What is Insolvency and Bankruptcy Code?
The Insolvency and Bankruptcy code (IBC) 2016 is the bankruptcy law in India passed to address the issues of insolvency and bankruptcy by creating a single law and consolidating all the laws preceding it. The law was introduced in the Lok Sabha in December 2015 and passed on May 2016 with the President giving his assent on 28 May 2016. The two terms in the law Insolvency and Bankruptcy are quite closely linked but are separate entities. Insolvency is defined as a condition when the debtors, individuals and corporates are unable to pay off their debts or in accounting terms, it means a person or a firm’s total liabilities exceeds its total assets. Bankruptcy, on the other hand, is an actual court order showing how an insolvent person or business pays off his creditors. So a person can be insolvent without being bankrupt but the insolvency can lead to bankruptcy. At the core of its formation, the IBC recommends setting up of a regulator in the form of an Insolvency and Bankruptcy Board (IBBI) which would basically regulate the system of insolvency professionals (IPs), IP agencies, information utilities (IUs) and resolution procedures.
Why the need for an Insolvency Law?
The Insolvency and Bankruptcy Code (IBC) basically seeks to consolidate the numerous bankruptcy laws and their conflicting situations which had made it difficult for the banks to recover their dues. The various laws used to complicate the matter by causing obvious inefficiencies and delays. As regards to the statistics, India was ranked 130 in the World Bank’s Ease of Doing Business before the enactment of this law in 2017. After its passage, India has been ranked 100th which has been primarily due to the reforms ushered in resolving insolvency which is an important parameter when calculating the Ease of doing Business index. However, the most important reason for the enactment of IBC is the huge problem of NPA’s or non performing assets which as of December 2017 stood at Rs 840958. The NPAs are on account of the stressed firms which have been under extreme financial stress and have become a drag on the economy. According to the CMIE database there are about there are about 1039 firms where there is not enough cash (PBIT) to pay interest and the data may be much more than being actually reported. The exit of all these stressed firms will free up capital and also labour for the utilization by healthy firms. The RBI and the government have already put up a list of 12 big defaulters into the IBC and made the list public. These NPA’s have already sucked out the liquidity in the market and made credit dearer. This has resulted in a ripple effect on the economy and effected the overall growth of the economy.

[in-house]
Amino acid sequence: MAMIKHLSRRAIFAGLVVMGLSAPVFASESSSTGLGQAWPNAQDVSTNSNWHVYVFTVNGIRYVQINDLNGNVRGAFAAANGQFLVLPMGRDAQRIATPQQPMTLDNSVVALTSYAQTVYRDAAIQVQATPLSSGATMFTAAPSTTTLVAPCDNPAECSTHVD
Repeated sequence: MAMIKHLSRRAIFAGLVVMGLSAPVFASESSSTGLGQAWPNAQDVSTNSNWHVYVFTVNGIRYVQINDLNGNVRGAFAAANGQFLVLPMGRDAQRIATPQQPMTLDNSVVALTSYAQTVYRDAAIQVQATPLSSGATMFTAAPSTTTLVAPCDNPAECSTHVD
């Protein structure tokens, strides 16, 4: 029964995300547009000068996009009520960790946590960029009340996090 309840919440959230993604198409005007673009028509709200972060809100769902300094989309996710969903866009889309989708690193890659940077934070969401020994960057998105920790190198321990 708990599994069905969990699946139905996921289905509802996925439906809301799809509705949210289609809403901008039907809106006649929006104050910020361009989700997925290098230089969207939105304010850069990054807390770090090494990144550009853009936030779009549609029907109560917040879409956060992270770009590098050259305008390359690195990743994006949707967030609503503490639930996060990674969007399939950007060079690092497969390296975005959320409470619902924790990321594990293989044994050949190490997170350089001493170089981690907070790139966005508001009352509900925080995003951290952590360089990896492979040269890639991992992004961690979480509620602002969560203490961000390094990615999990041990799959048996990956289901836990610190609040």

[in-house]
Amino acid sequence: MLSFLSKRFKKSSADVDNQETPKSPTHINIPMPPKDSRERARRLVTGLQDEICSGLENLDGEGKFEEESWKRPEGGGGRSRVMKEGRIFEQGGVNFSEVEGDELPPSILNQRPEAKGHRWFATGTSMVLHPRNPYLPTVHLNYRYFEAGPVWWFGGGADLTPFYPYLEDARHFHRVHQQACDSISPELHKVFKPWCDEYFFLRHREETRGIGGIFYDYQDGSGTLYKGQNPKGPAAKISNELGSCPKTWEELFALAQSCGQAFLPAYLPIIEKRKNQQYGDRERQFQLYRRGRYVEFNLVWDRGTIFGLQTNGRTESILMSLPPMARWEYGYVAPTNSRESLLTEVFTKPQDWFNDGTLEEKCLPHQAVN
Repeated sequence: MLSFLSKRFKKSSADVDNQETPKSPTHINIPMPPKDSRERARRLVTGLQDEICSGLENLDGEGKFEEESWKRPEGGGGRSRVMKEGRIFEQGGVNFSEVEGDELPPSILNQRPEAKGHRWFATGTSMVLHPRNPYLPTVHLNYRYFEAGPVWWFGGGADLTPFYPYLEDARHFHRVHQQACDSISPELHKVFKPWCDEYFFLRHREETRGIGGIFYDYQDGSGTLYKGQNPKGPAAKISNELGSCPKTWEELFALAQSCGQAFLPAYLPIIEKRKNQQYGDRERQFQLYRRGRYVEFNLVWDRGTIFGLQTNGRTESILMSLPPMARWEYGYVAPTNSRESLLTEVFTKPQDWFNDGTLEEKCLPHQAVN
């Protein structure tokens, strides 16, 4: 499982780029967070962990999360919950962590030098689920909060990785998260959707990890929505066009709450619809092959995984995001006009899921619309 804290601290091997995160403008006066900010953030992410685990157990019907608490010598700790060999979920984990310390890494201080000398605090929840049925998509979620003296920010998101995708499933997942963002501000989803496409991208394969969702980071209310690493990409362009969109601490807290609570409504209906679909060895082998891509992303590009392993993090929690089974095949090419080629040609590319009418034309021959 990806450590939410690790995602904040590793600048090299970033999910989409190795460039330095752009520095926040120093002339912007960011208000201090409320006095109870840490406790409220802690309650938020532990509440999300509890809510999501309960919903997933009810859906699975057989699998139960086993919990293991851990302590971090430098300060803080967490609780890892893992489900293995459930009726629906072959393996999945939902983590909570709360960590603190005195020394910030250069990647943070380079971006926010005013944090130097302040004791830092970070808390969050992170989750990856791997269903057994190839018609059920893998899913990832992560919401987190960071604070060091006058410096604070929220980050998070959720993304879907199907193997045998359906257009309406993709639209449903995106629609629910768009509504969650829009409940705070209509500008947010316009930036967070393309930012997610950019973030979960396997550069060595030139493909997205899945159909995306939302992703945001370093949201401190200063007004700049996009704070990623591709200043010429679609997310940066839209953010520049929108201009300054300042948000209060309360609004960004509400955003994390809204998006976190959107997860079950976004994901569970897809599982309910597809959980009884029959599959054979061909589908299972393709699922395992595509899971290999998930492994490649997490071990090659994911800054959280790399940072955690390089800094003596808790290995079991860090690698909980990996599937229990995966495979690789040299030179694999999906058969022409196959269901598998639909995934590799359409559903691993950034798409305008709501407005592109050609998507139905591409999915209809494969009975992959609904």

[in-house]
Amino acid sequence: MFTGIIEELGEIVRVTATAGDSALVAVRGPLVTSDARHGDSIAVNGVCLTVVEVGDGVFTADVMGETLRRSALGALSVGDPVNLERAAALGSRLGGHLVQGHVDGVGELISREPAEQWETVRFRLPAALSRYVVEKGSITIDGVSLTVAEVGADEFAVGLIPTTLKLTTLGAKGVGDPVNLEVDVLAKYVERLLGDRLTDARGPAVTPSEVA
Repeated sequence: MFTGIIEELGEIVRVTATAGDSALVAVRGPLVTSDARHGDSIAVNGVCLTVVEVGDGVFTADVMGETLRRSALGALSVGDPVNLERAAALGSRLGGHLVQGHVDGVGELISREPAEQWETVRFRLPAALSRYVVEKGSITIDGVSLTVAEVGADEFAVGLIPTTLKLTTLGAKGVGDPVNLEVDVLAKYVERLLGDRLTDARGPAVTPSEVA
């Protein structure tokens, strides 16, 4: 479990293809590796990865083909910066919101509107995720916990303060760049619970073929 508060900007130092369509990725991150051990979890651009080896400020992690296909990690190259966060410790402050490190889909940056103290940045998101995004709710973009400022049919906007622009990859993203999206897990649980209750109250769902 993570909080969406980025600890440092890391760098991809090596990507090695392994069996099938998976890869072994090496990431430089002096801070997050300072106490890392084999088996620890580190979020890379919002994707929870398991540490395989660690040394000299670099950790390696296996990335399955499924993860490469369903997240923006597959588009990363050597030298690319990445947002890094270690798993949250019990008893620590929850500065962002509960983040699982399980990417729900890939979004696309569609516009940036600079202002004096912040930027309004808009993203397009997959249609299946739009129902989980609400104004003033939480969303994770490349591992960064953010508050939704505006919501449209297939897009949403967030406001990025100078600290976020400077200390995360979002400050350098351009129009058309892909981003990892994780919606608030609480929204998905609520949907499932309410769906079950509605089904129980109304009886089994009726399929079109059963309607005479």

Some Prominent Features
Some of the key features of the code are as follows:-
1) It requires setting up of an insolvency and bankruptcy board (IBBI) which would act as a regulator.
2) The bill proposes to set up a system of insolvency professionals and agencies which would develop professional standards, code of ethics and exercise a disciplinary role to the insolvency process.
3) The code provides for the setting up of information utilities which would collect, collate and authenticate as well as disseminate financial information from listed companies as well as financial and operational creditors of companies.
4) In case of the adjudicating authority over Insolvency The National Company Law Tribunal (NCLT) shall be the Adjudicating Authority with jurisdiction over companies and the limited liability entities (including LLPs.) whereas the Debt Recovery Tribunal (DRT) shall be the adjudicating authority with jurisdiction over individuals and partnership firms other than Limited Liability Partnerships (LLPs).
5) There will be a moratorium period during which all the creditor action will be stayed.
- One of the most important criticisms of the law pertains to the real estate sector and its treatment of homebuyers. In the initially drafted bill homebuyers were to be treated at the lowest priority of creditors and hence did not have much say in the proceedings.
- As this law was passed the first 6 months saw 75% of the insolvency proceedings being filled by the unsecured operational creditors and not by financial creditors.
- There is the uncertainty of regulatory norms for banks and fear of scrutiny by anti-corruption investigation agencies and other bodies among bank management.
- The law doesn’t have any provisions regarding synergy among Indian and foreign courts over the issue of overseas insolvency proceedings.
- The law favours excessive government checks as has been seen with regard to appointment, termination, and scrutiny of Insolvency professionals.
In summary, I would like to conclude that the enactment of the IBC is a major step towards economic reforms by its processes of cleaning up the stressed balance sheets and resolving the NPA crises. It is still a work in progress and many areas of concern still remain. However, for the system to function properly, the following areas need to be properly evaluated and scrutinized before it can be a roaring success:-
- A proper regulator
- An proper and efficient National Company Law Tribunal
- An proper and efficient Debt Recovery Tribunal
- A system of proper Information Utilities
- A proper system of Insolvency Professionals
- A proper drafting of the transition process for existing cases
- A proper adjustment within the existing bankruptcy laws
- A proper system for modifying financial sector regulations